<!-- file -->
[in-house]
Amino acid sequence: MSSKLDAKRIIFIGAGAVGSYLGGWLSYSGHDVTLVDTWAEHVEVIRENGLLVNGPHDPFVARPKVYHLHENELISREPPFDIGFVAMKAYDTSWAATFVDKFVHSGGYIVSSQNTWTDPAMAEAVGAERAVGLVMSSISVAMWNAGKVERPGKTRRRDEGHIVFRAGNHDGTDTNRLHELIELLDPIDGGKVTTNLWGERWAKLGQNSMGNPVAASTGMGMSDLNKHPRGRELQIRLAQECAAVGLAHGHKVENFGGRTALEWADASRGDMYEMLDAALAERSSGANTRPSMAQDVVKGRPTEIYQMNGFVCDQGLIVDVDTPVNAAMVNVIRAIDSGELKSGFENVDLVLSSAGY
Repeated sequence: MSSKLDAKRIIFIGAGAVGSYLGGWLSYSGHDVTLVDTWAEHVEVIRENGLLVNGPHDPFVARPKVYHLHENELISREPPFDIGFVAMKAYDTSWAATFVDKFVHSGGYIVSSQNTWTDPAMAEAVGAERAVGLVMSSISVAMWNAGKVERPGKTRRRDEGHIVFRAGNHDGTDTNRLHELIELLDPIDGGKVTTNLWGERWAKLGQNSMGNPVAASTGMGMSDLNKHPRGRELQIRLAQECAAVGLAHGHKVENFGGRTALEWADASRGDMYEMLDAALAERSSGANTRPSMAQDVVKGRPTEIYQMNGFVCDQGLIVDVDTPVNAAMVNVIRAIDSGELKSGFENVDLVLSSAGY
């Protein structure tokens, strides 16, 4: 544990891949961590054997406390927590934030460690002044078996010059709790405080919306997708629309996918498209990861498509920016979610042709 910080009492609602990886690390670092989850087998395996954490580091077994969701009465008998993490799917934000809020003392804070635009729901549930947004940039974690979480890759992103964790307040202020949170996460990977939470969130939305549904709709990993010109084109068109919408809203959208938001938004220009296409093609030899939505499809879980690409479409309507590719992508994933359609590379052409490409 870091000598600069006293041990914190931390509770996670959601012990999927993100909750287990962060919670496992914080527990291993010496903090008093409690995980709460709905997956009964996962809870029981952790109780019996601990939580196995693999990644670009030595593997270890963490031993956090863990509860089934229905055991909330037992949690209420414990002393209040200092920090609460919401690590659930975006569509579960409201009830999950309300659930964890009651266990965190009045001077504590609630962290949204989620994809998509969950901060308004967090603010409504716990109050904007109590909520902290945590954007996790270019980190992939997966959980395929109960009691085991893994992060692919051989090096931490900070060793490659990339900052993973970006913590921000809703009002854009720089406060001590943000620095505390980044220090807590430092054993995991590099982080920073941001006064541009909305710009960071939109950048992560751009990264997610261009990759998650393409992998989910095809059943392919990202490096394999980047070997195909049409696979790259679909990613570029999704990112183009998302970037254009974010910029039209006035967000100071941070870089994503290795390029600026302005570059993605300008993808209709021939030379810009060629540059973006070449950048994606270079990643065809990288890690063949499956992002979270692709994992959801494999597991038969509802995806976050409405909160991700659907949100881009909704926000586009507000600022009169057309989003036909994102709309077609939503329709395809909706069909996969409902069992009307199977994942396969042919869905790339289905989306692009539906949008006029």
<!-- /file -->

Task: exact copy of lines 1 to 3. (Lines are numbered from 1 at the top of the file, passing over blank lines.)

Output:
[in-house]
Amino acid sequence: MSSKLDAKRIIFIGAGAVGSYLGGWLSYSGHDVTLVDTWAEHVEVIRENGLLVNGPHDPFVARPKVYHLHENELISREPPFDIGFVAMKAYDTSWAATFVDKFVHSGGYIVSSQNTWTDPAMAEAVGAERAVGLVMSSISVAMWNAGKVERPGKTRRRDEGHIVFRAGNHDGTDTNRLHELIELLDPIDGGKVTTNLWGERWAKLGQNSMGNPVAASTGMGMSDLNKHPRGRELQIRLAQECAAVGLAHGHKVENFGGRTALEWADASRGDMYEMLDAALAERSSGANTRPSMAQDVVKGRPTEIYQMNGFVCDQGLIVDVDTPVNAAMVNVIRAIDSGELKSGFENVDLVLSSAGY
Repeated sequence: MSSKLDAKRIIFIGAGAVGSYLGGWLSYSGHDVTLVDTWAEHVEVIRENGLLVNGPHDPFVARPKVYHLHENELISREPPFDIGFVAMKAYDTSWAATFVDKFVHSGGYIVSSQNTWTDPAMAEAVGAERAVGLVMSSISVAMWNAGKVERPGKTRRRDEGHIVFRAGNHDGTDTNRLHELIELLDPIDGGKVTTNLWGERWAKLGQNSMGNPVAASTGMGMSDLNKHPRGRELQIRLAQECAAVGLAHGHKVENFGGRTALEWADASRGDMYEMLDAALAERSSGANTRPSMAQDVVKGRPTEIYQMNGFVCDQGLIVDVDTPVNAAMVNVIRAIDSGELKSGFENVDLVLSSAGY